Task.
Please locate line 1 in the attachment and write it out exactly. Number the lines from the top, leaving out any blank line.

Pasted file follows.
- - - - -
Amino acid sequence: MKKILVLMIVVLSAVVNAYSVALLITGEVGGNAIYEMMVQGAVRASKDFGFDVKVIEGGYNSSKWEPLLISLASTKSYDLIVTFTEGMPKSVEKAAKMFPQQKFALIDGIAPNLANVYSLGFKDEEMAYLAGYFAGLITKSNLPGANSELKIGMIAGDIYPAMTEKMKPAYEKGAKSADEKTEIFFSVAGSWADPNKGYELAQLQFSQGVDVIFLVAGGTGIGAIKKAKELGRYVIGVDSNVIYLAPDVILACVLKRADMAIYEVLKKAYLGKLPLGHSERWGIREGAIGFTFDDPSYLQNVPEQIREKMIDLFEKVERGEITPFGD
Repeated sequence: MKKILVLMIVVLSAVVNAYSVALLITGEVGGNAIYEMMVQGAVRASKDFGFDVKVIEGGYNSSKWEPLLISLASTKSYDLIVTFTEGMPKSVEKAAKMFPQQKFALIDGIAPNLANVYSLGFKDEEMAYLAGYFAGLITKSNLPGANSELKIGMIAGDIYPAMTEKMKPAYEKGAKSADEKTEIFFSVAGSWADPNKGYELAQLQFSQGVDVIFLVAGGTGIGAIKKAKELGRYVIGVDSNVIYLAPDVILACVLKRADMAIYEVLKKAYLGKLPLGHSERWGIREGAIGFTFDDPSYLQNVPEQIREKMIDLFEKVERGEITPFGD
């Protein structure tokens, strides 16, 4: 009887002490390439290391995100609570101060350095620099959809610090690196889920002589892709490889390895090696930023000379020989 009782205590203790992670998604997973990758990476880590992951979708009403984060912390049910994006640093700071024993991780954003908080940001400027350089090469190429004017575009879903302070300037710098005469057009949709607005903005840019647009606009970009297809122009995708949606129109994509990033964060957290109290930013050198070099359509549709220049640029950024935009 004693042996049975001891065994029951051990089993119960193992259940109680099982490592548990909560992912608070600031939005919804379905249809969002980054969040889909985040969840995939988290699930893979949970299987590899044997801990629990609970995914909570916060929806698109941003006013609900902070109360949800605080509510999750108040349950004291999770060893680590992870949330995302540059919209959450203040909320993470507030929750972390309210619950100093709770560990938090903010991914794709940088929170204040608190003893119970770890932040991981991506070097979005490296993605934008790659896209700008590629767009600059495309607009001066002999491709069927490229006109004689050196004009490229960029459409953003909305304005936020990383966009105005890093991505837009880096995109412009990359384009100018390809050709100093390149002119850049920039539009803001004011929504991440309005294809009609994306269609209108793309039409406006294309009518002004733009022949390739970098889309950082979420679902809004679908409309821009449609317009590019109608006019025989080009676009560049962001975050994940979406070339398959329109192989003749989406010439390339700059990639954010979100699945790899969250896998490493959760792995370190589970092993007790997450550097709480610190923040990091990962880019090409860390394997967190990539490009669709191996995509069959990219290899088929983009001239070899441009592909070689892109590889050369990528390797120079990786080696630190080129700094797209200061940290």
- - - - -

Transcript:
Amino acid sequence: MKKILVLMIVVLSAVVNAYSVALLITGEVGGNAIYEMMVQGAVRASKDFGFDVKVIEGGYNSSKWEPLLISLASTKSYDLIVTFTEGMPKSVEKAAKMFPQQKFALIDGIAPNLANVYSLGFKDEEMAYLAGYFAGLITKSNLPGANSELKIGMIAGDIYPAMTEKMKPAYEKGAKSADEKTEIFFSVAGSWADPNKGYELAQLQFSQGVDVIFLVAGGTGIGAIKKAKELGRYVIGVDSNVIYLAPDVILACVLKRADMAIYEVLKKAYLGKLPLGHSERWGIREGAIGFTFDDPSYLQNVPEQIREKMIDLFEKVERGEITPFGD